Message at the Opening of the 7th Annual Global Forum

Athens, May, 2002

 

 

          Out of the several thousand years old history of mankind, the  involvement of women in social life - through the right to vote - has not been longer than one century. Neither the laws of Athens, "the cradle of the idea of democracy", nor the "Bill of Rights", "the cradle of modern democracy" has foreseen this right.

As we are in Athens, we cannot forget that the "exclusive male club", as the ancient city has been called, has not excluded women from public life without an explanation and with a certain sense of remorse.

The legend about choosing a name for the city of Athens says that the citizen of Attic have had to chose between Poseidon's gift of a horse bouncing from the rock of Acropolis when struck by the trident of the god of the seas, and the sacred olive tree that the goddess of wisdom miraculously made to rise from the earth. As women participated in the vote - and in quite a large number (due to their civic conscience, we would say today) - the choice was the olive tree and Athena became the protector of the city that was going to bear her name. The men had to give up Poseidon's gift, a token of victory at war, but they punished the women by forbidding them to vote again. Thus the notion of "exclusion of women from political life" came to life, but also the recognition of a wise decision.

When Plato calls in his "Banquet" at the idea of superior love, he summons this revelation to the priestess Diotima, who had revealed to Socrates the very essence of the Eros, as an uplifting passion. This leads to another acknowledgment: to the more direct connection of the woman with the sphere of unselfish and generous love.

Aristophanes too recognizes their judgment and "managerial capacities" in his play about a city governed by women - a utopia at that time.

Intelligence, superior love, leadership abilities, this is the image of the woman that Greek culture has sent over the centuries, despite political and social realities that have become history. These are exactly the qualities humankind needs in the dawning of a new millennium.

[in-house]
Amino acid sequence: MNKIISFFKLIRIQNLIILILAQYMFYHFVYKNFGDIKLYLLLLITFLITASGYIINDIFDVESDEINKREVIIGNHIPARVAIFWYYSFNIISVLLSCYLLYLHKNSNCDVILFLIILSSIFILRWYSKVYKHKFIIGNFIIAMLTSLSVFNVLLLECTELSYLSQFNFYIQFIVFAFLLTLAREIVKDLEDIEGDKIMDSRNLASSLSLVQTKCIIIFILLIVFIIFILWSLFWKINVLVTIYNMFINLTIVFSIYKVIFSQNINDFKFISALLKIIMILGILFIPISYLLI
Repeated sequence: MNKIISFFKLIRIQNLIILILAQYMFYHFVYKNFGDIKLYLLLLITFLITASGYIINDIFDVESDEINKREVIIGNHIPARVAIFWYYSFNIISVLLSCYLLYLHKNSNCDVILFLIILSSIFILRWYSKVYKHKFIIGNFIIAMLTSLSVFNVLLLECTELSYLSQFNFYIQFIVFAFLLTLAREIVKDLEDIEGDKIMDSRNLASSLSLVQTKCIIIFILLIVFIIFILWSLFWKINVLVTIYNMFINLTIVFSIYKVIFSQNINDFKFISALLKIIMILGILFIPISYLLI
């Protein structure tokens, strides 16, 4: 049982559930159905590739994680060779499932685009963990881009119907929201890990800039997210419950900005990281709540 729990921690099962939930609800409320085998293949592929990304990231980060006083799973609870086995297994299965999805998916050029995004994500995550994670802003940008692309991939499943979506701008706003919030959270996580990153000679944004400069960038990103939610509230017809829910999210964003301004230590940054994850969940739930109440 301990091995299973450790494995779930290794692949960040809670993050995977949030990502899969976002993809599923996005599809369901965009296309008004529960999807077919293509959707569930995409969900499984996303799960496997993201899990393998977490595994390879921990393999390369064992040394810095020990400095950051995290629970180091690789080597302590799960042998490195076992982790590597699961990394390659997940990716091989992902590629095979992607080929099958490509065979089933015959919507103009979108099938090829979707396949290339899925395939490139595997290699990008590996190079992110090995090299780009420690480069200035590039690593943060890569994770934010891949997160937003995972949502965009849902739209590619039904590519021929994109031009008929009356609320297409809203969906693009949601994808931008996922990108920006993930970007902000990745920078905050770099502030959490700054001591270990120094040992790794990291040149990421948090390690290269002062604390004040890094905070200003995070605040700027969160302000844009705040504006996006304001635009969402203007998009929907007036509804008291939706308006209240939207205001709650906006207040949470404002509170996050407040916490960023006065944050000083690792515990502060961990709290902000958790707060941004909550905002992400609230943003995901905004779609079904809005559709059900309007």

As the president of a country, which transgressed half a century under a dictatorship and where the right to vote used to have no meaning, because, just as Raymond Aron used to say, "it was not the voters who designated the elected ones, but the elected ones who were deciding their voters", I strongly felt the tension of the change of mentalities on the status of the woman - from the "communist manly woman" to the "top-model woman" and to the force by which she imposed herself as "manager".

At the same time, as I had set up a mainly female presidential staff, I understood that the "feminist vision" does not only mean a concern for matters specific to the woman, but an analysis of all legislative, economic and social policies, and even an interesting and creative approach of male issues.

This is why a re-conceptualizing of the relationship woman - politics and power is needed. Reality has proved the leadership capacities of women in countries with different cultural and civilization models, from Indira Ghandi to Margaret Thatcher, and has illustrated their capacity of imagining and imposing profound reforms under difficult circumstances.

On the other side, the way fishes’ life indicates the level of pollution provoked by technology to the water, the same way regular women’s life shows how good or bad are state’s policies.